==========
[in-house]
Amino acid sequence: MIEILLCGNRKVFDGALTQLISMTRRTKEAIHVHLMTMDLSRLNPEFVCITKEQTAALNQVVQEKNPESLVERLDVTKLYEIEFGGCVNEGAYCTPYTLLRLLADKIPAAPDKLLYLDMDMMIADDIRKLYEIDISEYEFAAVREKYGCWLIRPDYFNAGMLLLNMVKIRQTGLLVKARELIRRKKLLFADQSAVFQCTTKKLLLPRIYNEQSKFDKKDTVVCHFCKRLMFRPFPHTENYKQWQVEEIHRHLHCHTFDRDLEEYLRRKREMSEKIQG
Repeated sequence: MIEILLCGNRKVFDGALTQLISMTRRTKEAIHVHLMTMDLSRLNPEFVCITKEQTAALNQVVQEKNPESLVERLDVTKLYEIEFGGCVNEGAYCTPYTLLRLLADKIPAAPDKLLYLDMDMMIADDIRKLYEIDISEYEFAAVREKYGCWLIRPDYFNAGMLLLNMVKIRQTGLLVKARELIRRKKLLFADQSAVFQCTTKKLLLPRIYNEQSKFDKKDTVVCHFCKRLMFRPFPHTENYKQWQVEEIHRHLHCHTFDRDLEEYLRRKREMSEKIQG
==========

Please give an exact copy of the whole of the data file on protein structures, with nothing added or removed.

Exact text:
[in-house]
Amino acid sequence: MIEILLCGNRKVFDGALTQLISMTRRTKEAIHVHLMTMDLSRLNPEFVCITKEQTAALNQVVQEKNPESLVERLDVTKLYEIEFGGCVNEGAYCTPYTLLRLLADKIPAAPDKLLYLDMDMMIADDIRKLYEIDISEYEFAAVREKYGCWLIRPDYFNAGMLLLNMVKIRQTGLLVKARELIRRKKLLFADQSAVFQCTTKKLLLPRIYNEQSKFDKKDTVVCHFCKRLMFRPFPHTENYKQWQVEEIHRHLHCHTFDRDLEEYLRRKREMSEKIQG
Repeated sequence: MIEILLCGNRKVFDGALTQLISMTRRTKEAIHVHLMTMDLSRLNPEFVCITKEQTAALNQVVQEKNPESLVERLDVTKLYEIEFGGCVNEGAYCTPYTLLRLLADKIPAAPDKLLYLDMDMMIADDIRKLYEIDISEYEFAAVREKYGCWLIRPDYFNAGMLLLNMVKIRQTGLLVKARELIRRKKLLFADQSAVFQCTTKKLLLPRIYNEQSKFDKKDTVVCHFCKRLMFRPFPHTENYKQWQVEEIHRHLHCHTFDRDLEEYLRRKREMSEKIQG